This post is the first in a short series on economics and higher education. The other posts in the series are available here:

Why Emergency Cost-Cutting in Higher Education is so Damaging
Should Colleges Merge?
Why Colleges will not be Replaced by Online Education

The Covid-19 crisis has sparked a lot of doomsday talk about higher education. After years of steady expansion, we have started to see schools shut down. Now, with the quarantine and recession in full swing, there are many dire predictions. Here is a short reading list from my networks over the last week or so:

My own alma matter is in the middle of making some tragic cuts to faculty and programs, and many other small schools are facing a real crisis. A lot of these problems, though, were not caused by the virus crisis. The corona quarantine is merely the final straw for a struggling system. For places like Hope College, where I work, there have been many small expenses associated with the virus, but the big financial hit is coming from three things:

  1. Residential schools like Hope have had to refund a large amount of money that students paid for room and meals.
  2. Endowment losses from the stock market crash.
  3. Lower enrollment for summer and fall 2020.

(Note: don’t take this as any kind of press release about Hope, I don’t know the details of our financial situation, I only keep up with the public statements and the trends in the industry overall.)

The good news is that all of these problems are likely to be temporary. It might be a year or two of lower revenue, but the enrollment and endowment numbers are likely to recover within a couple of years. The issue, then, is that we have a temporary shock to higher ed finances in an industry where there are a number of institutions that are not well-prepared to absorb any losses.

Public institutions are somewhat protected since they are often cheaper options on the market. When the economy crashes, more students will move toward those schools. Unfortunately, state governments may cut funding to university and college systems in a crisis like this, since state budgets are often constrained to balance every year, and unemployment claims are already at record highs. This means that some public institutions will find their enrollments surging, but since their tuition does not full cover costs, the lost state revenue puts them in a tough financial position as well.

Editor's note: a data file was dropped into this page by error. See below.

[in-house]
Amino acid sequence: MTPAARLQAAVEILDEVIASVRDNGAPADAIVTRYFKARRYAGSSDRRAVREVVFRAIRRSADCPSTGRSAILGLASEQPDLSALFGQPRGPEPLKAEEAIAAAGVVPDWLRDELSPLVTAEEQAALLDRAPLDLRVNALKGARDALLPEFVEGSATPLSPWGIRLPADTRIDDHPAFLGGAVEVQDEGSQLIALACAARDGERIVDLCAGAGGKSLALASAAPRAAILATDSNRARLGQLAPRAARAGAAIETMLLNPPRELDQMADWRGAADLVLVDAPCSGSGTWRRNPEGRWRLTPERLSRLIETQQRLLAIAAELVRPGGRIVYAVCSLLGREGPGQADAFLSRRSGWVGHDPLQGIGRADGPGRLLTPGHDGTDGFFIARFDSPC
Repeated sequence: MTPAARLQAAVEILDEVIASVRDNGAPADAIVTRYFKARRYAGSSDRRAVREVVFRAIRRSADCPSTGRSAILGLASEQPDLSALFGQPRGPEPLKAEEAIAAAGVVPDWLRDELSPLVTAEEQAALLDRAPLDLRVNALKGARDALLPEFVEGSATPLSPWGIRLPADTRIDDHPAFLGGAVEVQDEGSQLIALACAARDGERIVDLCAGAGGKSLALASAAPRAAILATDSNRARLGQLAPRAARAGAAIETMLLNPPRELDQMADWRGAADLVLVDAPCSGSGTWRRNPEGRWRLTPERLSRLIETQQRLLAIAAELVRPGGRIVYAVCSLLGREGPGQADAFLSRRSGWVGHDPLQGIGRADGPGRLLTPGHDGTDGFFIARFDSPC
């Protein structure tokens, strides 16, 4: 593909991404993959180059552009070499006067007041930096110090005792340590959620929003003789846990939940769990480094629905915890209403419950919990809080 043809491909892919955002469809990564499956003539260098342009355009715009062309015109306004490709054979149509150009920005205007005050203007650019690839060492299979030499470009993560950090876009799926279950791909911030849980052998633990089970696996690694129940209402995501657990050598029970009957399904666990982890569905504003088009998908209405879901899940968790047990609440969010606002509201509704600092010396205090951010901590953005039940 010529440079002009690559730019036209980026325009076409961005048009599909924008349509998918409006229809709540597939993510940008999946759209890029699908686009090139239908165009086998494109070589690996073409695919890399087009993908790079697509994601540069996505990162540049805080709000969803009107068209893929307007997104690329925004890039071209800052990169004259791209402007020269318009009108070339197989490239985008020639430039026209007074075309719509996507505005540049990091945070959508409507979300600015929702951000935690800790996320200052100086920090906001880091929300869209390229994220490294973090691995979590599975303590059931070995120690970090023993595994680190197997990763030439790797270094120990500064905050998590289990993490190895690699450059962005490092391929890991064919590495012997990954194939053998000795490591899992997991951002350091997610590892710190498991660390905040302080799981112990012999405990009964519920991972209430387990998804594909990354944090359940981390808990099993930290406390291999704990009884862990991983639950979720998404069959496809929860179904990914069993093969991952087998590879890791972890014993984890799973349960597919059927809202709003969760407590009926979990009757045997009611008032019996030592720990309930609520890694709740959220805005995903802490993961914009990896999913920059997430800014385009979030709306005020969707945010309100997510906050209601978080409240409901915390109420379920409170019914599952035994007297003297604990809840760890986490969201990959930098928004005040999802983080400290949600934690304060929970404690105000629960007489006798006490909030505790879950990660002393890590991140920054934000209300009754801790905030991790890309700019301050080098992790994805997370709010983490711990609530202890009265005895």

Note that the quarantine and recession might doom some already struggling institutions, I am not nearly as pessimistic as the journalists and academics cited above.

Is there a Higher Education Bubble?

There are a lot of poor arguments going around about this crisis though. For example, I don’t buy that we are in the middle of a higher education “bubble” that is set to burst, sending the industry into a crash. This article, however, seems to be making this argument, and the economics here is really mixed. The affordability and demographics concerns are about right, but there are a couple of claims here that don’t add up. The case for this being a “bubble” is in the following paragraphs:

“Those with fancy brand-name degrees from top schools do great. So do many who attend high-quality, low-cost community and state programs.  But millions in the middle get neither a cheap nor a useful education. Underemployed and debt-laden, they were struggling even before coronavirus struck. One study by the think-tank Demos found that the average student debt burden for a married couple with two four-year degrees was $53,000, and resulted over their lifetimes in an overall wealth loss of $208,000.”

And later:

“In that sense, the coronavirus-induced crisis could be a welcome chance to take on some of the problems in US higher education.  Editor’s note The Financial Times is making key coronavirus coverage free to read to help everyone stay informed.  Find the latest here. As economists from Michael Spence to Joe Stiglitz have shown, a good chunk of the value of a college degree lies in market signaling rather than the acquisition of skills.”

This is pretty misleading. The labor economics literature has spent decades measuring the possible bias of unobserved ability or productivity in the payoff from higher education, and the consensus is that this bias is actually small. Getting additional years of school really does pay off as a 7 to 10 percent boost in lifetime wages per year. It is not a waste of money, nor merely a signal.

The real problem in higher education is that the colleges are 5 to 10 years out of a long expansion, when many colleges invested too aggressively, taking on debt. Since then, the market for customers has gotten tighter every year. This crisis simply comes at a really lean period.

In short, economists use the term “bubble” to refer to dangerously over-valued assets, usually from speculation, that are to drop in value quickly once everyone realizes the game is up. I don’t see that happening in higher education. Instead, what we are likely to see is a slow painful decline over the next decade or two, in the face of competition from new business models and unfavorable demographics.

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